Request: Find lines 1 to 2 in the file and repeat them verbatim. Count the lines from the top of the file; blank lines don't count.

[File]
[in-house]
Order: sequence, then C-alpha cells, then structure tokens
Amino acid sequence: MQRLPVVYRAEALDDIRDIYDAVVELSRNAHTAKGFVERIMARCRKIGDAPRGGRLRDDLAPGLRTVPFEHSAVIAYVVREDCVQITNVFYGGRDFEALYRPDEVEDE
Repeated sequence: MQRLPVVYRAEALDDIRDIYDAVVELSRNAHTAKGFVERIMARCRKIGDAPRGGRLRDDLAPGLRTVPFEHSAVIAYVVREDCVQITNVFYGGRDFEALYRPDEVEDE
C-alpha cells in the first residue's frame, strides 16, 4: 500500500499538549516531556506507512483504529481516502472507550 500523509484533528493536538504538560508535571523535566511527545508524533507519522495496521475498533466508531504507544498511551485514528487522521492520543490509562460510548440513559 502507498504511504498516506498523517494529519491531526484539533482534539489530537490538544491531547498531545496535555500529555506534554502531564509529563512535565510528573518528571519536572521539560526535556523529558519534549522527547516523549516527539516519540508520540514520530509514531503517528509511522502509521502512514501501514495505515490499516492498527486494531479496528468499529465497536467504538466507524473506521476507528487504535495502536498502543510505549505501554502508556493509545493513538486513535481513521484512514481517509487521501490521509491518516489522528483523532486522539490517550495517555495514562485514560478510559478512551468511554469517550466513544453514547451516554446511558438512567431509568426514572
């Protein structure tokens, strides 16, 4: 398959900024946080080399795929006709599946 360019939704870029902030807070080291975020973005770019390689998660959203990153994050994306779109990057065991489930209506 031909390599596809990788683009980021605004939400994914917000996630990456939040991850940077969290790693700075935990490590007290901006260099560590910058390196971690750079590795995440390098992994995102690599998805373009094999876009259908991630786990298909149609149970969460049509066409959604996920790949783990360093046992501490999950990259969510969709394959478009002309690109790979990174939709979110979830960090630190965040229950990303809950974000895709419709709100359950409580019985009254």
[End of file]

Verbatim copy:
[in-house]
Order: sequence, then C-alpha cells, then structure tokens